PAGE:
Signs lay in the trash during a protest against the Trump administration’s policy on separating immigrant families at Lafayette Square in Washington, D.C., U.S. (Photographer: Toya Sarno Jordan/Bloomberg)

Immigrants in Texas Detention Center Mount Hunger Strike, Advocates Say

(Bloomberg) -- Immigrant fathers formerly separated from their sons are on a hunger strike at a Texas detention center, advocates said, apparently to seek release from government custody and authorization to remain in the U.S.

The hunger and activity strike at an Immigration and Customs Enforcement facility near San Antonio started on Wednesday, and more families joined on Thursday, according to the Refugee and Immigrant Center for Education and Legal Services, a local advocacy group which has been in contact with dozens of detainees there in recent days.

Leticia Zamarripa, a spokeswoman for ICE, disputed the account, saying a group of fewer than 50 fathers and children staged a “brief sit-in” on Thursday but “there has been no mass protest or hunger strike.” Zamarripa said in an emailed statement that the protesters dispersed after an ICE supervisor explained immigration processes to address concerns they had raised about their cases.

But Jennifer Falcon, communications director for the immigrant advocacy group, said about 300 men and 300 boys are participating in an ongoing protest, with adults not eating or drinking and children declining to participate in school activities. Zamarripa said the facility’s school has had “no unusual absences.”

Conditions at the facility couldn’t be independently verified because ICE hasn’t granted the media access to the facility.


Separated Fathers

The immigrant advocacy group distributed a letter it said was written by a father identified only as Jorge held at the facility.

“We are desperate, we are tired of being incarcerated and we want to be released with our sons,” Jorge wrote in the letter, dated July 31. He said he wrote “to let the media know the unfairness we separated fathers are going through.”

The families are among more than 2,500 that were separated earlier this year after illegally crossing the U.S. border with Mexico under the Trump administration’s “zero tolerance” immigration enforcement policy. Under pressure, President Donald Trump ended the family separation program with a mid-June executive order.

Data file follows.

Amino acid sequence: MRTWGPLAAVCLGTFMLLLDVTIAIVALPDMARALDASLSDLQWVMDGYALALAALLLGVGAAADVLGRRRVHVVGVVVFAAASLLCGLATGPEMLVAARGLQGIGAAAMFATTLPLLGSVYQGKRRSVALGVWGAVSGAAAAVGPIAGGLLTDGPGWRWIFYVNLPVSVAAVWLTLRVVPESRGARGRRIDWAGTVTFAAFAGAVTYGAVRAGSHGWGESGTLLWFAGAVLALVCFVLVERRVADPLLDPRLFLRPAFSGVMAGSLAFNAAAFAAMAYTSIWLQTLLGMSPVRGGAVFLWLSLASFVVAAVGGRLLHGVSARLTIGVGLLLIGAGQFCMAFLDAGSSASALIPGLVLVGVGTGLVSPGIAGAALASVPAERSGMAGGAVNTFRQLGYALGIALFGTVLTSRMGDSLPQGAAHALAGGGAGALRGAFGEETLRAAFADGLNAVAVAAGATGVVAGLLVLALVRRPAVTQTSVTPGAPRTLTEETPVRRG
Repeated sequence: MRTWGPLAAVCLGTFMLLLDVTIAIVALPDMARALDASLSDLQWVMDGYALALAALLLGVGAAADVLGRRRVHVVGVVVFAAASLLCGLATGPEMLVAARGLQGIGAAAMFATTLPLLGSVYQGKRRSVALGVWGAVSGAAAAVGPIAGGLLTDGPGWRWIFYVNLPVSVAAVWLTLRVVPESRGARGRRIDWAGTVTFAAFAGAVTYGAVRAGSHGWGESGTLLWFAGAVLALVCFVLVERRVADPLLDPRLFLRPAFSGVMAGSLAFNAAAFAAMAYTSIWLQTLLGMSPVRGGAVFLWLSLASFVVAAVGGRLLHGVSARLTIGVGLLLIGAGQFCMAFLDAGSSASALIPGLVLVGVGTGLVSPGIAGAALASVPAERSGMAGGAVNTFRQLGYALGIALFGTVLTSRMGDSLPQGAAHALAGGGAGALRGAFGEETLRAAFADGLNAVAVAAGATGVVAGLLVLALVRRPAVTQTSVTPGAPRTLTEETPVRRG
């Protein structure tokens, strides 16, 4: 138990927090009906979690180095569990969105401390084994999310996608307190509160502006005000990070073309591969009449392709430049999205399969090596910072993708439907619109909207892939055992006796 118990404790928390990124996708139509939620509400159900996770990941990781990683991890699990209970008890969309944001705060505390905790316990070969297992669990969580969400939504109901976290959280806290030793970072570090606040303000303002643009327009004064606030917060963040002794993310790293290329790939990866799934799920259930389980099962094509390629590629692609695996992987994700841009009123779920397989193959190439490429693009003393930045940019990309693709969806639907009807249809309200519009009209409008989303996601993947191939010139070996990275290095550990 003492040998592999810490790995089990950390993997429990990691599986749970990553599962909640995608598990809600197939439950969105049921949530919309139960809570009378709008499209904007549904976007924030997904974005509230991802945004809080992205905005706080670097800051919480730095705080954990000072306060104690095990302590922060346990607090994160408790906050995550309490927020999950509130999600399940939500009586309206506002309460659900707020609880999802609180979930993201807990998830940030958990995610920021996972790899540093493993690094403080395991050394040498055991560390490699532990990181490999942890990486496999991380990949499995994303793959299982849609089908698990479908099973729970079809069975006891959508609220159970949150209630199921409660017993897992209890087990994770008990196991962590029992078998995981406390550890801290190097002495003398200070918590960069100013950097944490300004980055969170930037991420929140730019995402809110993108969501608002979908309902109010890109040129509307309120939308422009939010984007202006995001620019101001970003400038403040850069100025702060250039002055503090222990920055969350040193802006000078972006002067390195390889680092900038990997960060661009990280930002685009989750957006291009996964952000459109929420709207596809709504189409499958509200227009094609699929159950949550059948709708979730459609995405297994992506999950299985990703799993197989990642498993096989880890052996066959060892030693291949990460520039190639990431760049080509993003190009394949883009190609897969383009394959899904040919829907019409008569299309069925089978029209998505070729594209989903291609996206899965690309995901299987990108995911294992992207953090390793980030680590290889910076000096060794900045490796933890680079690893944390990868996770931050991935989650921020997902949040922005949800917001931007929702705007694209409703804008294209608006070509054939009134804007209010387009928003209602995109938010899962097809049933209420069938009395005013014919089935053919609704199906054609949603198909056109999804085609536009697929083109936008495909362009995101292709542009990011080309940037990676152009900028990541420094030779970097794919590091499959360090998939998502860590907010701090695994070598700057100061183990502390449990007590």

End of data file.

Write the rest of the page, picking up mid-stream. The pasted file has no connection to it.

The men on the hunger strike are asking to be released with their children and allowed to stay in the U.S. The families “do not deserve to be deported” after their “suffering,” Jorge wrote in the letter.

The hunger strikers are being held at Karnes County Residential Center, one of ICE’s three family detention facilities. It’s run by the GEO Group, an operator of private corrections and detention facilities in the U.S. and other countries.

‘No Rhyme or Reason’

Advocates for the detainees said they don’t know why families are being held at Karnes while others have been released. “There seems to be no rhyme or reason as to why these people were detained and others were released,” said Manoj Govindaiah, the group’s director of family detention services.

At least some of the detainees signed English-language documents agreeing to be deported. They’ve since told attorneys that they thought the documents were to gain the return of their children, Falcon said.

These and other reunified families haven’t been deported because of a July 16 order from U.S. District Judge Dana Sabraw pausing the deportations of recently reunified families, amid concerns from the American Civil Liberties Union that parents signed deportation agreements they didn’t understand.

A nearby ICE facility that the advocacy group estimated is holding about 100 reunified women and their children, the South Texas Family Residential Center in Dilley, is also facing increased scrutiny. An immigration lawyers group said on Wednesday that a young child allegedly died shortly after release from the center.

Gregory Chen, director of government relations at the American Immigration Lawyers Association, said the group had confirmed that a toddler died soon after being released from government custody in the Dilley center, but had no other information about the child.

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